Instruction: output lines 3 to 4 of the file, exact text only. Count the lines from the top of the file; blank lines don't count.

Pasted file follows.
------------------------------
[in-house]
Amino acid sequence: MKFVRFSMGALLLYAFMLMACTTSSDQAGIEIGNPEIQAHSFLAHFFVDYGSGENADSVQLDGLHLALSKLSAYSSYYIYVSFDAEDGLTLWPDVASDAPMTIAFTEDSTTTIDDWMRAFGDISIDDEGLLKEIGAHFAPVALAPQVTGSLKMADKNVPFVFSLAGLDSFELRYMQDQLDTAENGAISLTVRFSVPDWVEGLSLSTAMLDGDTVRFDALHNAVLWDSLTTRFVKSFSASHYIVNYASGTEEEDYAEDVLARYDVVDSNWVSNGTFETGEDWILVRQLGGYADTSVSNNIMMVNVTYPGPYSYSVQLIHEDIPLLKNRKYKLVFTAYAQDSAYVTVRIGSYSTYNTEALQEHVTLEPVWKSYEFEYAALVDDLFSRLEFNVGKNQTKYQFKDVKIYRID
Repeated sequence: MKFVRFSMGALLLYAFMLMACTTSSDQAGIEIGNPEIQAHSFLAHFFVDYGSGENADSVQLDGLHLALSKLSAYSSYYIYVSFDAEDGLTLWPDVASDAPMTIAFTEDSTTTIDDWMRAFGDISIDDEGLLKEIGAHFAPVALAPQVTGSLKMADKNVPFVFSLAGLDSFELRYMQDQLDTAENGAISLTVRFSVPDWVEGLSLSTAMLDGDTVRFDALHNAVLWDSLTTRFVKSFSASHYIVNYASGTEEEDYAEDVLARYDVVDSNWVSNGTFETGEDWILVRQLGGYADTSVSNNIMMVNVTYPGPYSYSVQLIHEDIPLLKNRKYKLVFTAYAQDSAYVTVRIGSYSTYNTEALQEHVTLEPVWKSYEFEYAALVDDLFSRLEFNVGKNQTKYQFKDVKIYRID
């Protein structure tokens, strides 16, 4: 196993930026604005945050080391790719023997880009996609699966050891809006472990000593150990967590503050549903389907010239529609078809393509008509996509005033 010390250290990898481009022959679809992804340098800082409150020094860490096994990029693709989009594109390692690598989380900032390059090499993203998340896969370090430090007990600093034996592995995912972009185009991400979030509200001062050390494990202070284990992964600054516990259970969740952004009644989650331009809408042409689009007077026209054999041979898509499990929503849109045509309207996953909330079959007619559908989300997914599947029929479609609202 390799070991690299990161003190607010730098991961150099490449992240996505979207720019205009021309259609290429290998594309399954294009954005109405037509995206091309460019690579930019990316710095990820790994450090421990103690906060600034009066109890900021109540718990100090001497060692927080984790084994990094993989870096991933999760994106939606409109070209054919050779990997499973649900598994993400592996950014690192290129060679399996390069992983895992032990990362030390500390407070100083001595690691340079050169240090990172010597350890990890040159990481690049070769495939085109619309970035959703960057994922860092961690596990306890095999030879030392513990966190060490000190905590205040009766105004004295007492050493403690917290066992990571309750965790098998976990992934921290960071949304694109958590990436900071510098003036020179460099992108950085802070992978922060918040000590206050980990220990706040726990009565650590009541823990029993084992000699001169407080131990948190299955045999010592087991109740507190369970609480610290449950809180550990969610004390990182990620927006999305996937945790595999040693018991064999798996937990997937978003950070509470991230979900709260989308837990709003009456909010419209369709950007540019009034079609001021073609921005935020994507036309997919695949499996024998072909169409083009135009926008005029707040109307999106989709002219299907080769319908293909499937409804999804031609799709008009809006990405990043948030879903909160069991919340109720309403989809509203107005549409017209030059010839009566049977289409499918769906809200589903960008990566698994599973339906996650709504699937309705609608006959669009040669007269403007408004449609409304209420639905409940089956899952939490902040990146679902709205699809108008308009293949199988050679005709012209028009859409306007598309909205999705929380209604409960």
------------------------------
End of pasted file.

Repeated sequence: MKFVRFSMGALLLYAFMLMACTTSSDQAGIEIGNPEIQAHSFLAHFFVDYGSGENADSVQLDGLHLALSKLSAYSSYYIYVSFDAEDGLTLWPDVASDAPMTIAFTEDSTTTIDDWMRAFGDISIDDEGLLKEIGAHFAPVALAPQVTGSLKMADKNVPFVFSLAGLDSFELRYMQDQLDTAENGAISLTVRFSVPDWVEGLSLSTAMLDGDTVRFDALHNAVLWDSLTTRFVKSFSASHYIVNYASGTEEEDYAEDVLARYDVVDSNWVSNGTFETGEDWILVRQLGGYADTSVSNNIMMVNVTYPGPYSYSVQLIHEDIPLLKNRKYKLVFTAYAQDSAYVTVRIGSYSTYNTEALQEHVTLEPVWKSYEFEYAALVDDLFSRLEFNVGKNQTKYQFKDVKIYRID
């Protein structure tokens, strides 16, 4: 196993930026604005945050080391790719023997880009996609699966050891809006472990000593150990967590503050549903389907010239529609078809393509008509996509005033 010390250290990898481009022959679809992804340098800082409150020094860490096994990029693709989009594109390692690598989380900032390059090499993203998340896969370090430090007990600093034996592995995912972009185009991400979030509200001062050390494990202070284990992964600054516990259970969740952004009644989650331009809408042409689009007077026209054999041979898509499990929503849109045509309207996953909330079959007619559908989300997914599947029929479609609202 390799070991690299990161003190607010730098991961150099490449992240996505979207720019205009021309259609290429290998594309399954294009954005109405037509995206091309460019690579930019990316710095990820790994450090421990103690906060600034009066109890900021109540718990100090001497060692927080984790084994990094993989870096991933999760994106939606409109070209054919050779990997499973649900598994993400592996950014690192290129060679399996390069992983895992032990990362030390500390407070100083001595690691340079050169240090990172010597350890990890040159990481690049070769495939085109619309970035959703960057994922860092961690596990306890095999030879030392513990966190060490000190905590205040009766105004004295007492050493403690917290066992990571309750965790098998976990992934921290960071949304694109958590990436900071510098003036020179460099992108950085802070992978922060918040000590206050980990220990706040726990009565650590009541823990029993084992000699001169407080131990948190299955045999010592087991109740507190369970609480610290449950809180550990969610004390990182990620927006999305996937945790595999040693018991064999798996937990997937978003950070509470991230979900709260989308837990709003009456909010419209369709950007540019009034079609001021073609921005935020994507036309997919695949499996024998072909169409083009135009926008005029707040109307999106989709002219299907080769319908293909499937409804999804031609799709008009809006990405990043948030879903909160069991919340109720309403989809509203107005549409017209030059010839009566049977289409499918769906809200589903960008990566698994599973339906996650709504699937309705609608006959669009040669007269403007408004449609409304209420639905409940089956899952939490902040990146679902709205699809108008308009293949199988050679005709012209028009859409306007598309909205999705929380209604409960």